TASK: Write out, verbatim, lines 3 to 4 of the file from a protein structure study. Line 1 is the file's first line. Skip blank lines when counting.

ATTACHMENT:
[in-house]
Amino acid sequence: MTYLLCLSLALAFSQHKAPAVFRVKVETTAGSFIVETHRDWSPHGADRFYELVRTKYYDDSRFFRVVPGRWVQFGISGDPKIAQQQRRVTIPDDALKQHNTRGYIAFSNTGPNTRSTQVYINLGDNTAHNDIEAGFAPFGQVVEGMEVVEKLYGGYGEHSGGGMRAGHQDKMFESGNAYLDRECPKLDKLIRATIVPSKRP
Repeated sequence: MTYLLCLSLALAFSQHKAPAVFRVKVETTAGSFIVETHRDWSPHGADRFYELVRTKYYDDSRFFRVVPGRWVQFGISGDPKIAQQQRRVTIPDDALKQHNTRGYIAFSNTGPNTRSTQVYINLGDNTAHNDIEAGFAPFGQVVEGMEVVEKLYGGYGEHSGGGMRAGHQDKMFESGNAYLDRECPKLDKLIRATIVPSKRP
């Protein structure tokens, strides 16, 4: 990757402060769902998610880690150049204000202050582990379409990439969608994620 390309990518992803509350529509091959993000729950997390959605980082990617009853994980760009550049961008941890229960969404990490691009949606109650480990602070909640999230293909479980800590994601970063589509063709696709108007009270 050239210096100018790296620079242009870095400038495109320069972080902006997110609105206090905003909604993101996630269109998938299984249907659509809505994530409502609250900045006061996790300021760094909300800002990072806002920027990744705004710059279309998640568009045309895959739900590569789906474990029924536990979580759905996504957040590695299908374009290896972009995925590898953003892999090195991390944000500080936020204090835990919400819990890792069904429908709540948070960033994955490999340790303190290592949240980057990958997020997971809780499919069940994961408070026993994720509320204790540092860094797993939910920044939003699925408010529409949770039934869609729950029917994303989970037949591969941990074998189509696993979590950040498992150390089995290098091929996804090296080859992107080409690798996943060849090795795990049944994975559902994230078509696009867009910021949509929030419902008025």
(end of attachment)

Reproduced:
Repeated sequence: MTYLLCLSLALAFSQHKAPAVFRVKVETTAGSFIVETHRDWSPHGADRFYELVRTKYYDDSRFFRVVPGRWVQFGISGDPKIAQQQRRVTIPDDALKQHNTRGYIAFSNTGPNTRSTQVYINLGDNTAHNDIEAGFAPFGQVVEGMEVVEKLYGGYGEHSGGGMRAGHQDKMFESGNAYLDRECPKLDKLIRATIVPSKRP
């Protein structure tokens, strides 16, 4: 990757402060769902998610880690150049204000202050582990379409990439969608994620 390309990518992803509350529509091959993000729950997390959605980082990617009853994980760009550049961008941890229960969404990490691009949606109650480990602070909640999230293909479980800590994601970063589509063709696709108007009270 050239210096100018790296620079242009870095400038495109320069972080902006997110609105206090905003909604993101996630269109998938299984249907659509809505994530409502609250900045006061996790300021760094909300800002990072806002920027990744705004710059279309998640568009045309895959739900590569789906474990029924536990979580759905996504957040590695299908374009290896972009995925590898953003892999090195991390944000500080936020204090835990919400819990890792069904429908709540948070960033994955490999340790303190290592949240980057990958997020997971809780499919069940994961408070026993994720509320204790540092860094797993939910920044939003699925408010529409949770039934869609729950029917994303989970037949591969941990074998189509696993979590950040498992150390089995290098091929996804090296080859992107080409690798996943060849090795795990049944994975559902994230078509696009867009910021949509929030419902008025």